Are we a tolerant society? It has been seventy-five years since partition and after declaring ourselves a secular state. Do we mingle with all religions equally? Do we treat everyone as an equal? These were the questions raised by the organisers of the sixth Nautanki Theatre Festival 2021. Sadly enough, the answer as depicted was a NO.
The festival took place at Lennox Theatre, Riverside, Parramatta, on 16 and 17 December. Three plays were presented on the occasion – Nanna Thundu Aakasha in Kannada/Hindi/English (produced by Anivasi Arts Collective), Man Batwara in Urdu/Panjabi (produced by Kalakar Theatre) and Baazigar in Hindi and Bengali (produced by Nautanki Theatre).
Interestingly, these plays were commissioned by the festival under the theme Partition and Diaspora. The plays explored different facets of this theme very effectively.
The first play, Nanna Thundu Aakasha, directed by Sudarshan Narayana, brought out that the entire cross section of the society including ordinary people, the intellectuals who give brilliant talks and discourses on secularism hide away when it is time to practise it. The scene is utterly simple and familiar. A Muslim IT employee from Kashmir lands in Bengaluru. None is prepared to rent him a house or an apartment. For that matter, even the local Muslim Landlord is scared of renting him his place. It is as if we have created many more societal divisions to add to the exisiting ones. The play proved its point in a simple setting and good acting by Sajid ibne Anower, Mohendra Singh, Shan Singh, Sudarshan Narayana and Veena Sudarshan. The play concluded with a vachana from the 12th century reformer, Basavanna – Let them not say who is this fellow? Who is this fellow? Get them to please say: he is one of us, he is our own. Are we dreaming?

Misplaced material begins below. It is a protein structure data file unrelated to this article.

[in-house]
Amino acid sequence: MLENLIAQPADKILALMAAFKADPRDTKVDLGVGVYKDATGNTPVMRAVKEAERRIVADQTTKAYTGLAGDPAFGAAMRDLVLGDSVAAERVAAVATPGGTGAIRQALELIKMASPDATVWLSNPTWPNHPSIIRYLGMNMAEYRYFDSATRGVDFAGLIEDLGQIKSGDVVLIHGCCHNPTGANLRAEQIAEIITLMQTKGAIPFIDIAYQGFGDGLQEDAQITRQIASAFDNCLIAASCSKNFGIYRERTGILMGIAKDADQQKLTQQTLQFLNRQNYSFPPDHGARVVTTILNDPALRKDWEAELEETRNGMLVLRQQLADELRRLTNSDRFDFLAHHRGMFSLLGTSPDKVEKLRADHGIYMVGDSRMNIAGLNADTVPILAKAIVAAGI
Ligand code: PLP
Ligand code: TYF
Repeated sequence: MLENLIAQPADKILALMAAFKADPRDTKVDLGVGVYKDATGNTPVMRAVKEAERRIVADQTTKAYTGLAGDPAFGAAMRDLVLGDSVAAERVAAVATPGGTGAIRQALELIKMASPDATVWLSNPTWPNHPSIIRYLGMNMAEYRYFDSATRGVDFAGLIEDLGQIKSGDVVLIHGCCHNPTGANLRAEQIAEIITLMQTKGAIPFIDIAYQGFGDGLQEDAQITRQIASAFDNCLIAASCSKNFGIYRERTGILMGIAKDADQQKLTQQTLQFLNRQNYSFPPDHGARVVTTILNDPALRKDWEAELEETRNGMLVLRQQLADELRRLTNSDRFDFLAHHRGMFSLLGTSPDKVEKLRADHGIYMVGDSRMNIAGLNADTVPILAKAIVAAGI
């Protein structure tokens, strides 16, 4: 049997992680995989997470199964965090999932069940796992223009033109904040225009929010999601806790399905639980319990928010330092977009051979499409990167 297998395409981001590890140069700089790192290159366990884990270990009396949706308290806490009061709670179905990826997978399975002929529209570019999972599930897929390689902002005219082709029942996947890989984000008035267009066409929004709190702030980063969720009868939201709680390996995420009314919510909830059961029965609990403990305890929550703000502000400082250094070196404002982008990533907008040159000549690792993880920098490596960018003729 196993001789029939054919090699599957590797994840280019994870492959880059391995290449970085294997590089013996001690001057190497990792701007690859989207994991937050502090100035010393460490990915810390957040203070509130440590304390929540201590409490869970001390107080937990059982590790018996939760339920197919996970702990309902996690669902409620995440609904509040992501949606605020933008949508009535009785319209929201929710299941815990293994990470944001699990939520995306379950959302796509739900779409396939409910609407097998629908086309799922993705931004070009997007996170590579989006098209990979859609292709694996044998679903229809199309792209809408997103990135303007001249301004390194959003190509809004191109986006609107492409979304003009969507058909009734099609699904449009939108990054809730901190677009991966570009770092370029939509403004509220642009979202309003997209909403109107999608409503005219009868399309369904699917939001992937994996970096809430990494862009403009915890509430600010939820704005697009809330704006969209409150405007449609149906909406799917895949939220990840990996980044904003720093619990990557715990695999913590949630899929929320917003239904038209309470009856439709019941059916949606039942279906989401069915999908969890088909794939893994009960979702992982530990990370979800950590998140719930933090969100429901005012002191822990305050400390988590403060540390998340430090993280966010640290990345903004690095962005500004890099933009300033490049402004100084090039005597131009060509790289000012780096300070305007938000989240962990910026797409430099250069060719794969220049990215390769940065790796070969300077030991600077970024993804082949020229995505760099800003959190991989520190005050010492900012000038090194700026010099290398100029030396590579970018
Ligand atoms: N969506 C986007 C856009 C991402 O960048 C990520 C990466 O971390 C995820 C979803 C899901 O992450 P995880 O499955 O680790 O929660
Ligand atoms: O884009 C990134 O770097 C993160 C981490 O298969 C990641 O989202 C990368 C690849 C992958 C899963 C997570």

Mann Batwara, directed by Mussawar Chughtal, is set in a tea shop in a train station in Pakistan. It is a story of how the partition breaks a person’s dream and love. An old man walks up to the shop and meets the owner and his assistant. Their conversation reveals that the old man has many things in common with the others. In a compelling flashback, he tells of his love and the girl he lost due to partition. The acting by Farjad Mehmood as the old man was the highlight of the play. I cannot follow the Hindi language in full. However, I could follow what he meant easily. That is what good acting is! His words, “This is not my pain or your pain but is the pain felt by everyone”, still ring in me.
Baazigar, directed by Neel Banerjee focuses on the new wave of fascist trends that prevails in some parts of India today. A trickster on the street earns his livelihood by entertaining people. A group of people challenge him and force him to reveal his religion. He and his assistant are attacked. This play showed a graphic picture of violence that is committed in India under the pretext of safeguarding our values. I felt that some of the incidents acted out were too explicit. Was it necessary to show all that on the stage? However, the ordinary man thinks that “the show must go on” and resists the violent attacks by the fascists.